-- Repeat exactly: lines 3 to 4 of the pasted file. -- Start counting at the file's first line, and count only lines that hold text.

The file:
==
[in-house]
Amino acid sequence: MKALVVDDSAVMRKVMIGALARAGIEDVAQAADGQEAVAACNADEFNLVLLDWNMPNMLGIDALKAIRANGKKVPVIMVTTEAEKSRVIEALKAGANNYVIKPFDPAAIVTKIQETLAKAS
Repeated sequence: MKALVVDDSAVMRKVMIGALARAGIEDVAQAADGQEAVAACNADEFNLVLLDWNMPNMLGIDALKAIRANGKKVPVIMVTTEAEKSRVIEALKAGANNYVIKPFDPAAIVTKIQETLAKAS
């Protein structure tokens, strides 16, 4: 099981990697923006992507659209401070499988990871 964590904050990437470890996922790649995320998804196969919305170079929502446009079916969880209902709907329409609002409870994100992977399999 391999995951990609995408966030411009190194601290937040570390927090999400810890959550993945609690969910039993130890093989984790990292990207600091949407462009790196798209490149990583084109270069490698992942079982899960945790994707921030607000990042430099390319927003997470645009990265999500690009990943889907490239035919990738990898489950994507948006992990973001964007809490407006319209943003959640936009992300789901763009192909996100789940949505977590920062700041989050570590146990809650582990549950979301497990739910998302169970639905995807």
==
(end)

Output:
Repeated sequence: MKALVVDDSAVMRKVMIGALARAGIEDVAQAADGQEAVAACNADEFNLVLLDWNMPNMLGIDALKAIRANGKKVPVIMVTTEAEKSRVIEALKAGANNYVIKPFDPAAIVTKIQETLAKAS
């Protein structure tokens, strides 16, 4: 099981990697923006992507659209401070499988990871 964590904050990437470890996922790649995320998804196969919305170079929502446009079916969880209902709907329409609002409870994100992977399999 391999995951990609995408966030411009190194601290937040570390927090999400810890959550993945609690969910039993130890093989984790990292990207600091949407462009790196798209490149990583084109270069490698992942079982899960945790994707921030607000990042430099390319927003997470645009990265999500690009990943889907490239035919990738990898489950994507948006992990973001964007809490407006319209943003959640936009992300789901763009192909996100789940949505977590920062700041989050570590146990809650582990549950979301497990739910998302169970639905995807």